Bmi1 knockout (Bmi1−/−) mice are smaller than their wild-type littermates and display neurological, hematopoietic and skeletal abnormalities [4]. Bmi1 mutant cerebellum is strongly decreased in size and shows a reduced thickness and cellularity of the molecular and granular layer. Thymus, spleen and bone marrow of Bmi1−/− mice have profoundly reduced cell counts and posterior transformation defects along the vertebral column are present. At the cellular level, it has been demonstrated that Bmi1 maintains somatic stem cells: Bmi1 deficiency leads to impaired self-renewal of hematopoietic, neural, bronchioalveolar and intestinal stem cells and reduced numbers of incisor stem cells [510]. Loss of Bmi1 also results in premature lineage specification of hematopoietic stem cells (HSCs) thereby decreasing their number [11]. The opposite effect, increased self-renewal of hematopoietic and neural stem cells is observed upon Bmi1 overexpression [1215]. High BMI-1 levels are present in many hematopoietic and solid tumors and a critical role of Bmi1 for tumor development and maintenance has been reported [16, 17].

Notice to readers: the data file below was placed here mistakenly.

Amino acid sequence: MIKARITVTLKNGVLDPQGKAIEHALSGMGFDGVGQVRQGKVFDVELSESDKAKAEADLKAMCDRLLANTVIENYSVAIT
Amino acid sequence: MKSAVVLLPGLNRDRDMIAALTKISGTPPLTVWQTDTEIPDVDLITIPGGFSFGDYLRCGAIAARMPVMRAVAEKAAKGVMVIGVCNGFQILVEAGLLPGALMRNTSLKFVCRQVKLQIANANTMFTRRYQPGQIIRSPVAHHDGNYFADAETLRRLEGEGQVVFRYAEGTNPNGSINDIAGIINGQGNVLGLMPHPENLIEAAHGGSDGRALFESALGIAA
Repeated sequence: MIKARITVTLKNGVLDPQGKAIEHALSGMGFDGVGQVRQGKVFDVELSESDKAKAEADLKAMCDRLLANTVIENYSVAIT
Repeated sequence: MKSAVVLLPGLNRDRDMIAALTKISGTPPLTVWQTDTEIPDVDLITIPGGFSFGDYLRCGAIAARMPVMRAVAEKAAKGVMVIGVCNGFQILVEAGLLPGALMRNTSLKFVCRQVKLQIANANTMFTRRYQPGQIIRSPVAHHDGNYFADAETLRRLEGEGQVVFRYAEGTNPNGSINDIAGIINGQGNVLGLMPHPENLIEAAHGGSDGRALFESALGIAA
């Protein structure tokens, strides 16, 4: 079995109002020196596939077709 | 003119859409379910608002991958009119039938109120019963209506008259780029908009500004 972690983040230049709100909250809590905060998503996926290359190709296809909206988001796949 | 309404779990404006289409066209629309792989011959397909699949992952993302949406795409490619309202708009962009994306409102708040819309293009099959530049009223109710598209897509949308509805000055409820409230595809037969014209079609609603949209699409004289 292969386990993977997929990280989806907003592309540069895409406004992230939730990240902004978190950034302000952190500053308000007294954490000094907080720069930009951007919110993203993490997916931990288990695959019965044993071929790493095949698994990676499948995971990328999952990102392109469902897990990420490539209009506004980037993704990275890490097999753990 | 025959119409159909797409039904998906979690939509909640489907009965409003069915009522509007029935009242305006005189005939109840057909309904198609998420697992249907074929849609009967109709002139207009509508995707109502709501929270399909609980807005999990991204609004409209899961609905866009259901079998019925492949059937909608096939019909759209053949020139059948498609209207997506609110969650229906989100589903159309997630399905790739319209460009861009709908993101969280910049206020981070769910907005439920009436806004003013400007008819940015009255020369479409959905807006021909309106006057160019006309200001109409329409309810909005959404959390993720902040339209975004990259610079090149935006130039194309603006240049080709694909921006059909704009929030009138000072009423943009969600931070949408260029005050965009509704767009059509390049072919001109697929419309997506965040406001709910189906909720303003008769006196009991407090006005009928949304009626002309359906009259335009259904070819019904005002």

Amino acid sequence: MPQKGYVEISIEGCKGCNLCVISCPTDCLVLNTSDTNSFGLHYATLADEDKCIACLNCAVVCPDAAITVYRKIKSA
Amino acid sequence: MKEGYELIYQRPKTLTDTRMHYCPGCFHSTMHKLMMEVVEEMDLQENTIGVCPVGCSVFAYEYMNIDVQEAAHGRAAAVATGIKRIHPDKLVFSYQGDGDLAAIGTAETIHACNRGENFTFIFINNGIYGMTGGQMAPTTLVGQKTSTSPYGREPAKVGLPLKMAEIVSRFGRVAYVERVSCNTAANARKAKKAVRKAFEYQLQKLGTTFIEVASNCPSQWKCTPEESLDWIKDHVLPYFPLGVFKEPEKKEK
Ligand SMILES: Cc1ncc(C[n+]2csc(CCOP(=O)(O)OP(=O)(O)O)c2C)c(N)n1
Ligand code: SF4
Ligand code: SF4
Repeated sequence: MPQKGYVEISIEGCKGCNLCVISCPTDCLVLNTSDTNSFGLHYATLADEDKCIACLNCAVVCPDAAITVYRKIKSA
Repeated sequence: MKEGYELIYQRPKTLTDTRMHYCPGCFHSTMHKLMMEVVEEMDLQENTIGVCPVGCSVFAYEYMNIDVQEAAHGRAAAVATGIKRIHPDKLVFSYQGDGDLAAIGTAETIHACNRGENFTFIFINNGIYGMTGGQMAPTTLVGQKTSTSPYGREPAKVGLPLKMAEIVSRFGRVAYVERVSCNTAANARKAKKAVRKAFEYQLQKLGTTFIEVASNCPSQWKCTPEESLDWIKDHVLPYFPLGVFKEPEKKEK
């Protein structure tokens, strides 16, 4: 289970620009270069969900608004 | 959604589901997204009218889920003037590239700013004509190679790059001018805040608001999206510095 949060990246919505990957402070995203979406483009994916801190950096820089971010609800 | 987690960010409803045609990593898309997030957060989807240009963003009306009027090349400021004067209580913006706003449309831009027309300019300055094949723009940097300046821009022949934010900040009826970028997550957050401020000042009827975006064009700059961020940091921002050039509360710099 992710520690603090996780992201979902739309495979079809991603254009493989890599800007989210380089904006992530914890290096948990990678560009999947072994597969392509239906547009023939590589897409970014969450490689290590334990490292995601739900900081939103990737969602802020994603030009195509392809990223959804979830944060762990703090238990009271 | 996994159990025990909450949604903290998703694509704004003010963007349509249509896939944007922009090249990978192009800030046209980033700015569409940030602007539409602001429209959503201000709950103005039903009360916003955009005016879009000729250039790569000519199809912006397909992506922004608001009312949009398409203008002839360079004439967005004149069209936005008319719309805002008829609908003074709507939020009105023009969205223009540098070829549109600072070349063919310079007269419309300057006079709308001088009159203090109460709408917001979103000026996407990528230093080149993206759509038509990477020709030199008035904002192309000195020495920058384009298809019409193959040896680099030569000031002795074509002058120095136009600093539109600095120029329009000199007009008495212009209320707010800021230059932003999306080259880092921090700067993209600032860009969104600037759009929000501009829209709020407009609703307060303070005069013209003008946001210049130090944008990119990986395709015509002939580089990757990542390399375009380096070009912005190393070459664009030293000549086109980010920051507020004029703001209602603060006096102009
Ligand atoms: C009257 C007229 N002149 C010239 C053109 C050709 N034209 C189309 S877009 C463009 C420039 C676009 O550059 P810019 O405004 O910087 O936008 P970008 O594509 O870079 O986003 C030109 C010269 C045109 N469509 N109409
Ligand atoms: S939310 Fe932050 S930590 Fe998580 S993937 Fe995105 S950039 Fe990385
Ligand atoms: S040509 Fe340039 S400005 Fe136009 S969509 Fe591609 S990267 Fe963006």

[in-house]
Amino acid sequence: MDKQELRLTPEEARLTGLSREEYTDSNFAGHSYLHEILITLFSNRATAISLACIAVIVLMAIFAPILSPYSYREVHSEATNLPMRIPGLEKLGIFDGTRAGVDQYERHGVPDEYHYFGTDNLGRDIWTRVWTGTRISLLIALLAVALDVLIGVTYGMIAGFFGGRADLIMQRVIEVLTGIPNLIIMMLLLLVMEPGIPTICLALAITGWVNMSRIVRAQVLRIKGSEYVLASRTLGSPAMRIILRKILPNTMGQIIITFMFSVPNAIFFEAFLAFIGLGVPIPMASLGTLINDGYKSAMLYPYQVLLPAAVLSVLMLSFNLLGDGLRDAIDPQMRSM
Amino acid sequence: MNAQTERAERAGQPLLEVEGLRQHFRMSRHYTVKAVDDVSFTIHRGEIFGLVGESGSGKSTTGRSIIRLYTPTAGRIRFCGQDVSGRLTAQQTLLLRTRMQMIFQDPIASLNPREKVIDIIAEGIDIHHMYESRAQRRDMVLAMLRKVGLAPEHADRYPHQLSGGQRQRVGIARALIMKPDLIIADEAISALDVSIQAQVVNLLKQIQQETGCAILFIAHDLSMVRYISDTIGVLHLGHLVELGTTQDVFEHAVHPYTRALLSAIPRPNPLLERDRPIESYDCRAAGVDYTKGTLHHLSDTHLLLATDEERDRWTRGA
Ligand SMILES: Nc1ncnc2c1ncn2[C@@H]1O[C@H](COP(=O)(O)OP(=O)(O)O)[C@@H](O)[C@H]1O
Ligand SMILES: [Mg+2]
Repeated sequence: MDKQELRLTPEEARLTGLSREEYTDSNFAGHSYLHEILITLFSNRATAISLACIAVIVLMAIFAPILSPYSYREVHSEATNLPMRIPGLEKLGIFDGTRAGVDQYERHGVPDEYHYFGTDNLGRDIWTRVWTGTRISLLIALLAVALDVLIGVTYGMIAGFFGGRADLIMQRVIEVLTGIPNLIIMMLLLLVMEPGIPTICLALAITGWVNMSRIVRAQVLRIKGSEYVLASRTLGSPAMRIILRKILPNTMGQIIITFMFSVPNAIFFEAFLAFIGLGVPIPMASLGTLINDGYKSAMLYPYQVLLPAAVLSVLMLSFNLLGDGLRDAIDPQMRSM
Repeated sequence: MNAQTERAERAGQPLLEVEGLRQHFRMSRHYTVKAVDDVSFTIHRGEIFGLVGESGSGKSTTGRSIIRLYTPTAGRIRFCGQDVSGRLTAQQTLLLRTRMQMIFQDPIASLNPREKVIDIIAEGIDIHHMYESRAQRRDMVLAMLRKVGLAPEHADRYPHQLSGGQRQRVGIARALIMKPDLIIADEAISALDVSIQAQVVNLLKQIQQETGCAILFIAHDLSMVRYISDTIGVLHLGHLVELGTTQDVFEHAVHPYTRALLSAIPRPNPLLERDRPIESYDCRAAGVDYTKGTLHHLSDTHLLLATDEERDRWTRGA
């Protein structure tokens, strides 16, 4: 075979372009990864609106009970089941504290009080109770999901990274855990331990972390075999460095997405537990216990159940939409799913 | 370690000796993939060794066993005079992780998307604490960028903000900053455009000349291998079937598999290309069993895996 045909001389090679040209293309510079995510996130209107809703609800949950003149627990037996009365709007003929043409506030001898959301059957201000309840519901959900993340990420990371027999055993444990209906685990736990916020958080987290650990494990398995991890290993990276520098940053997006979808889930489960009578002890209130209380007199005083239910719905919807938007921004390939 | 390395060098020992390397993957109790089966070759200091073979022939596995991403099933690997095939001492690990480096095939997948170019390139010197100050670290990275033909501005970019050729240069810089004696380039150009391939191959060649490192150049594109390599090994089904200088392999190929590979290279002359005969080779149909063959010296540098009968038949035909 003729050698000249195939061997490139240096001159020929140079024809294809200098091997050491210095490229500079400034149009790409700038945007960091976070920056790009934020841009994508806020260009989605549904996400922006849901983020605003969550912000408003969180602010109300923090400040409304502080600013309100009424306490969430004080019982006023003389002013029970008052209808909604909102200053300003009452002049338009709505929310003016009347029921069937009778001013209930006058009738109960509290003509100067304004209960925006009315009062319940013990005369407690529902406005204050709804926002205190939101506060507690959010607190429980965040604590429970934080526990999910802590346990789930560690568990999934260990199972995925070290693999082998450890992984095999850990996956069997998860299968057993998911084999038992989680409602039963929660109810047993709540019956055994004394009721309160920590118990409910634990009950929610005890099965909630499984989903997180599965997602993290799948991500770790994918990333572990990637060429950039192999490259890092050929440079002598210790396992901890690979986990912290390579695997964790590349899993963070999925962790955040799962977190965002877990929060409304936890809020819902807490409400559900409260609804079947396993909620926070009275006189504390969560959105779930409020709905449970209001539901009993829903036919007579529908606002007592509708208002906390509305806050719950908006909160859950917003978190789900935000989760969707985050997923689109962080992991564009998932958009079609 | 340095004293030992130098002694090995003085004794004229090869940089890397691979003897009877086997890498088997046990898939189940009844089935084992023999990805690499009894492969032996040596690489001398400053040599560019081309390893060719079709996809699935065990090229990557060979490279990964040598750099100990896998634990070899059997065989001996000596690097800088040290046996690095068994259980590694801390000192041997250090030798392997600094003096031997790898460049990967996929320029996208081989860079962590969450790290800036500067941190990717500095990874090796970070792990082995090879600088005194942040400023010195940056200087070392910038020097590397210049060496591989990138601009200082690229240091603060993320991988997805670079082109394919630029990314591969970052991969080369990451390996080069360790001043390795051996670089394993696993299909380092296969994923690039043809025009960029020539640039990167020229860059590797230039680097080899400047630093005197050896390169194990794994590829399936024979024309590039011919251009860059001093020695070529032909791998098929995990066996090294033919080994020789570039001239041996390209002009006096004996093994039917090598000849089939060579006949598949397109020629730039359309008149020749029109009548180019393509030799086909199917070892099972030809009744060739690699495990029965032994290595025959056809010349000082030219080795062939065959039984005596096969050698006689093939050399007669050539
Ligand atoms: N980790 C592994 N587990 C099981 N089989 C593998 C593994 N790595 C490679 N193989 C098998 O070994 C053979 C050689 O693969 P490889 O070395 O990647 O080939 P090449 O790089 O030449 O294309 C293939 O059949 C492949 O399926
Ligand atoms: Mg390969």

How does Bmi1 exert its cellular functions? BMI-1 is involved in transcription regulation and is part of repressor complexes PRC1 (Polycomb Repressive Complex 1) and BCOR [3]. Each canonical and non-canonical PRC1 complex contains a distinct type of Polycomb group RING finger protein (such as BMI-1 = PCGF4), a RING1A/B ubiquitin ligase and additional proteins [18]. KDM2B (=FBXL10) recruits non-canonical PRC1 to unmethylated CpG islands and the RING1B component of this complex monoubiquitylates histone H2A on lysine 119 (H2A119ube1) [1921]. This enzymatic activity is stimulated by BMI-1 [22]. H2A119ube1 deposition leads to the recruitment of Polycomb Repressive Complex 2 (PRC2) which in turn places the repressive H3K27me3 histone mark (trimethylated histone H3 at lysine 27) [23, 24]. Upon binding to H3K27me3, canonical PRC1 can be recruited by CBX proteins.